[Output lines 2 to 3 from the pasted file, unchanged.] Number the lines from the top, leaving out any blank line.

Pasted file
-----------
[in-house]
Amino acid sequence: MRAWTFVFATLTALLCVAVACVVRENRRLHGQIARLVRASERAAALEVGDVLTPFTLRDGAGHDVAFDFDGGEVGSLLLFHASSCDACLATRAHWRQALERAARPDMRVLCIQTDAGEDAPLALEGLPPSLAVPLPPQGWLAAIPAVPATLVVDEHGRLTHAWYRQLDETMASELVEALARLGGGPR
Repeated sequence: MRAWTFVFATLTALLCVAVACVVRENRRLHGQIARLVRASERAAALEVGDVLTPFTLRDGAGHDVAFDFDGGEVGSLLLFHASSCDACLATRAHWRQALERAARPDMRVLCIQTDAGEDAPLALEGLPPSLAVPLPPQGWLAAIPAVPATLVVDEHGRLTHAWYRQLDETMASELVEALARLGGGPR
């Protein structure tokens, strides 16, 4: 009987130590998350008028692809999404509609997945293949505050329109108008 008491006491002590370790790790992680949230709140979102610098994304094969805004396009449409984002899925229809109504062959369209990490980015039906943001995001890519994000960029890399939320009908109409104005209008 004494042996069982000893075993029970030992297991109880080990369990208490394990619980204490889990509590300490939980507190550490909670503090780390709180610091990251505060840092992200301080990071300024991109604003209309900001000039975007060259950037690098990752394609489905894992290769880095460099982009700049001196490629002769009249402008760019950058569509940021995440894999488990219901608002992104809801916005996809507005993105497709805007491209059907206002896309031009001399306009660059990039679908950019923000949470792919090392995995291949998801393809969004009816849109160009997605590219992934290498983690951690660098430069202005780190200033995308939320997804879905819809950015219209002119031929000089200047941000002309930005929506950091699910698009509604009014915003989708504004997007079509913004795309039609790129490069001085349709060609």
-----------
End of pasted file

Amino acid sequence: MRAWTFVFATLTALLCVAVACVVRENRRLHGQIARLVRASERAAALEVGDVLTPFTLRDGAGHDVAFDFDGGEVGSLLLFHASSCDACLATRAHWRQALERAARPDMRVLCIQTDAGEDAPLALEGLPPSLAVPLPPQGWLAAIPAVPATLVVDEHGRLTHAWYRQLDETMASELVEALARLGGGPR
Repeated sequence: MRAWTFVFATLTALLCVAVACVVRENRRLHGQIARLVRASERAAALEVGDVLTPFTLRDGAGHDVAFDFDGGEVGSLLLFHASSCDACLATRAHWRQALERAARPDMRVLCIQTDAGEDAPLALEGLPPSLAVPLPPQGWLAAIPAVPATLVVDEHGRLTHAWYRQLDETMASELVEALARLGGGPR